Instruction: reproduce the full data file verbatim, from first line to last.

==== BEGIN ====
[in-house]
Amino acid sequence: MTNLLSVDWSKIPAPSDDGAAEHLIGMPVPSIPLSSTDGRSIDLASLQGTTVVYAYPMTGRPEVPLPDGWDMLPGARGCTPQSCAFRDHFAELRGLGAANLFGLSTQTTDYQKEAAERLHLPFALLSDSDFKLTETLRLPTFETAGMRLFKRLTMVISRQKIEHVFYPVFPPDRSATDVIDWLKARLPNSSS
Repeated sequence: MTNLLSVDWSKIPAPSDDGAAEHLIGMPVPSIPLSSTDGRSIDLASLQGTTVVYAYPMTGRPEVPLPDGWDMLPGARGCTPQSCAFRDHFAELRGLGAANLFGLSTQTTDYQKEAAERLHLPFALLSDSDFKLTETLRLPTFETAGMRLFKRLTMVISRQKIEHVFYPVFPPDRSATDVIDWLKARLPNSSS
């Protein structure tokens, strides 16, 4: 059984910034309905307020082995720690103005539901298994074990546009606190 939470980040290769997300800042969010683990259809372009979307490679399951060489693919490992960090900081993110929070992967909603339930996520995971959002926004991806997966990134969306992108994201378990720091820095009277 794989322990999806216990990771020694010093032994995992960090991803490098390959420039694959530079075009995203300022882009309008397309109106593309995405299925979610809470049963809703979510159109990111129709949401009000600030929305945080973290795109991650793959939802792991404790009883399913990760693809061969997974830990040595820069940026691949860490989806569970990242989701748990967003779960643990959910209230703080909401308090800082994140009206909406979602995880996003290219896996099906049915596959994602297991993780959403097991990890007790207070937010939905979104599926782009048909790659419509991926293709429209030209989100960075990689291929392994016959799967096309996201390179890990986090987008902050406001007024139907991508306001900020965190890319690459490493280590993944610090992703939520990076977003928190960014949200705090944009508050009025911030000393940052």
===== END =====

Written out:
[in-house]
Amino acid sequence: MTNLLSVDWSKIPAPSDDGAAEHLIGMPVPSIPLSSTDGRSIDLASLQGTTVVYAYPMTGRPEVPLPDGWDMLPGARGCTPQSCAFRDHFAELRGLGAANLFGLSTQTTDYQKEAAERLHLPFALLSDSDFKLTETLRLPTFETAGMRLFKRLTMVISRQKIEHVFYPVFPPDRSATDVIDWLKARLPNSSS
Repeated sequence: MTNLLSVDWSKIPAPSDDGAAEHLIGMPVPSIPLSSTDGRSIDLASLQGTTVVYAYPMTGRPEVPLPDGWDMLPGARGCTPQSCAFRDHFAELRGLGAANLFGLSTQTTDYQKEAAERLHLPFALLSDSDFKLTETLRLPTFETAGMRLFKRLTMVISRQKIEHVFYPVFPPDRSATDVIDWLKARLPNSSS
């Protein structure tokens, strides 16, 4: 059984910034309905307020082995720690103005539901298994074990546009606190 939470980040290769997300800042969010683990259809372009979307490679399951060489693919490992960090900081993110929070992967909603339930996520995971959002926004991806997966990134969306992108994201378990720091820095009277 794989322990999806216990990771020694010093032994995992960090991803490098390959420039694959530079075009995203300022882009309008397309109106593309995405299925979610809470049963809703979510159109990111129709949401009000600030929305945080973290795109991650793959939802792991404790009883399913990760693809061969997974830990040595820069940026691949860490989806569970990242989701748990967003779960643990959910209230703080909401308090800082994140009206909406979602995880996003290219896996099906049915596959994602297991993780959403097991990890007790207070937010939905979104599926782009048909790659419509991926293709429209030209989100960075990689291929392994016959799967096309996201390179890990986090987008902050406001007024139907991508306001900020965190890319690459490493280590993944610090992703939520990076977003928190960014949200705090944009508050009025911030000393940052």